Judgment, in cases of impeachment, shall not extend further than to removal from office, and disqualification to hold and enjoy any office of honor, trust, or profit under the United States; but the party convicted shall nevertheless be liable and subject to indictment, trial, judgment, and punishment according to law.

SEC. 4. The times, places and manner of holding elections for Senators and Representatives shall be prescribed in each state by the Legislature thereof; but the Congress may at any time by law make or alter such regulations, except as to the places of choosing Senators.

The Congress shall assemble at least once in every year, and such meeting shall be on the first Monday in December, unless they shall by law appoint a different day.

Sec. 5. Each house shall be the judge of the election, returns, and qualifications of its own members, and a majority of each shall constitute a quorum to do business; but a smaller number may adjourn from day to day, and may be authorized to compel the attendance of absent members in such manner and under such penalties as each house may provide.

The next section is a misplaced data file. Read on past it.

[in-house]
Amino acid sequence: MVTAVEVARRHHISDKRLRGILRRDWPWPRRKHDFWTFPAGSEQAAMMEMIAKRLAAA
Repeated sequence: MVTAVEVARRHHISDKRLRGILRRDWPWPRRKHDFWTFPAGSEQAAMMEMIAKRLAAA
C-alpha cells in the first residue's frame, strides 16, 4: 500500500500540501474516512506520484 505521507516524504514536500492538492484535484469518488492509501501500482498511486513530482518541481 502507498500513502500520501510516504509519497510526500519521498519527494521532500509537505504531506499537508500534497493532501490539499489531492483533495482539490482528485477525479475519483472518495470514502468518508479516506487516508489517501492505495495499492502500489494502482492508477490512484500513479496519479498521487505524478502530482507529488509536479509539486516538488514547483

Each house may determine the rules of its proceedings, punish its members for disorderly behavior, and, with the concurrence of two-thirds, expel a member.

Each house shall keep a journal of its proceedings, and from time to time publish the same, excepting such parts as may, in their judgment, require secrecy; and the yeas and nays of the members of either house on any question shall, at the desire of one-fifth of those present, be entered on the journal.

Neither house, during the session of Congress, shall, without the consent of the other, adjourn for more than three days, nor to any other place than that in which the two houses shall be sitting.

SEC. 6. The Senators and Representatives shall receive a compensation for their services, to be ascertained by law, and paid out of the treasury of the United States. They shall in all cases, except treason.